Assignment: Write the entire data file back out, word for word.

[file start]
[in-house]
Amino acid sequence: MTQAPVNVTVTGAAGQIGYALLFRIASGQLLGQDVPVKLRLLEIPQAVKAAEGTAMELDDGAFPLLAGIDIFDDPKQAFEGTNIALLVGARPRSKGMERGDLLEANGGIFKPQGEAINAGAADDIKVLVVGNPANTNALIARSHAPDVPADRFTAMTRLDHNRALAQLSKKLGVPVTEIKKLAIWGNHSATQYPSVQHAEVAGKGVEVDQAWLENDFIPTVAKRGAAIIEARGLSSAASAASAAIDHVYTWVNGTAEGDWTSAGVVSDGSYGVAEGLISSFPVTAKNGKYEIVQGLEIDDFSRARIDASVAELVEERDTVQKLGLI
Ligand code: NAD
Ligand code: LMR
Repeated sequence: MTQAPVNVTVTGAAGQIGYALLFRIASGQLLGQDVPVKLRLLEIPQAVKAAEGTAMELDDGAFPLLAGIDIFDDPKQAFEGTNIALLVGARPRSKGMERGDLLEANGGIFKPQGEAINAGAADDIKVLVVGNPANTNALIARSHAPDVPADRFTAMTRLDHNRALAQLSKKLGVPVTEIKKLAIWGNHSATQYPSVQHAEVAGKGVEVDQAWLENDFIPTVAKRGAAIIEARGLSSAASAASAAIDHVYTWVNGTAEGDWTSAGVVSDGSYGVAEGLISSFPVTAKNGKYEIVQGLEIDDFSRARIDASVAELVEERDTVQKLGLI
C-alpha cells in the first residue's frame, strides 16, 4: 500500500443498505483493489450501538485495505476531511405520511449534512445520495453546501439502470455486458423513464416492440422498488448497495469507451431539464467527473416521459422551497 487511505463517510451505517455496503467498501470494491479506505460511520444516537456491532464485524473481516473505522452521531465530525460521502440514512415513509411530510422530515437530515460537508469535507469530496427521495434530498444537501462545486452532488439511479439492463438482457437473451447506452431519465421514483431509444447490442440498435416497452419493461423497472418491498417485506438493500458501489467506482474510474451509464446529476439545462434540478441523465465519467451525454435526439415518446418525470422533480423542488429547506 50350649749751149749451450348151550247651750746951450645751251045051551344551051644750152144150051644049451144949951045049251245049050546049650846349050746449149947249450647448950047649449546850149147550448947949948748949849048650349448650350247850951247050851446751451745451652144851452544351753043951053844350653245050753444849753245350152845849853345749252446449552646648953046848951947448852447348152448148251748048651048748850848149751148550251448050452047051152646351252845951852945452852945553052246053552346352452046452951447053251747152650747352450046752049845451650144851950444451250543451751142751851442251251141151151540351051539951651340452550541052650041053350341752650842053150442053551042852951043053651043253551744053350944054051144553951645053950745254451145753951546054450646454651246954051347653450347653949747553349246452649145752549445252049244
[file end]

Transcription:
[in-house]
Amino acid sequence: MTQAPVNVTVTGAAGQIGYALLFRIASGQLLGQDVPVKLRLLEIPQAVKAAEGTAMELDDGAFPLLAGIDIFDDPKQAFEGTNIALLVGARPRSKGMERGDLLEANGGIFKPQGEAINAGAADDIKVLVVGNPANTNALIARSHAPDVPADRFTAMTRLDHNRALAQLSKKLGVPVTEIKKLAIWGNHSATQYPSVQHAEVAGKGVEVDQAWLENDFIPTVAKRGAAIIEARGLSSAASAASAAIDHVYTWVNGTAEGDWTSAGVVSDGSYGVAEGLISSFPVTAKNGKYEIVQGLEIDDFSRARIDASVAELVEERDTVQKLGLI
Ligand code: NAD
Ligand code: LMR
Repeated sequence: MTQAPVNVTVTGAAGQIGYALLFRIASGQLLGQDVPVKLRLLEIPQAVKAAEGTAMELDDGAFPLLAGIDIFDDPKQAFEGTNIALLVGARPRSKGMERGDLLEANGGIFKPQGEAINAGAADDIKVLVVGNPANTNALIARSHAPDVPADRFTAMTRLDHNRALAQLSKKLGVPVTEIKKLAIWGNHSATQYPSVQHAEVAGKGVEVDQAWLENDFIPTVAKRGAAIIEARGLSSAASAASAAIDHVYTWVNGTAEGDWTSAGVVSDGSYGVAEGLISSFPVTAKNGKYEIVQGLEIDDFSRARIDASVAELVEERDTVQKLGLI
C-alpha cells in the first residue's frame, strides 16, 4: 500500500443498505483493489450501538485495505476531511405520511449534512445520495453546501439502470455486458423513464416492440422498488448497495469507451431539464467527473416521459422551497 487511505463517510451505517455496503467498501470494491479506505460511520444516537456491532464485524473481516473505522452521531465530525460521502440514512415513509411530510422530515437530515460537508469535507469530496427521495434530498444537501462545486452532488439511479439492463438482457437473451447506452431519465421514483431509444447490442440498435416497452419493461423497472418491498417485506438493500458501489467506482474510474451509464446529476439545462434540478441523465465519467451525454435526439415518446418525470422533480423542488429547506 50350649749751149749451450348151550247651750746951450645751251045051551344551051644750152144150051644049451144949951045049251245049050546049650846349050746449149947249450647448950047649449546850149147550448947949948748949849048650349448650350247850951247050851446751451745451652144851452544351753043951053844350653245050753444849753245350152845849853345749252446449552646648953046848951947448852447348152448148251748048651048748850848149751148550251448050452047051152646351252845951852945452852945553052246053552346352452046452951447053251747152650747352450046752049845451650144851950444451250543451751142751851442251251141151151540351051539951651340452550541052650041053350341752650842053150442053551042852951043053651043253551744053350944054051144553951645053950745254451145753951546054450646454651246954051347653450347653949747553349246452649145752549445252049244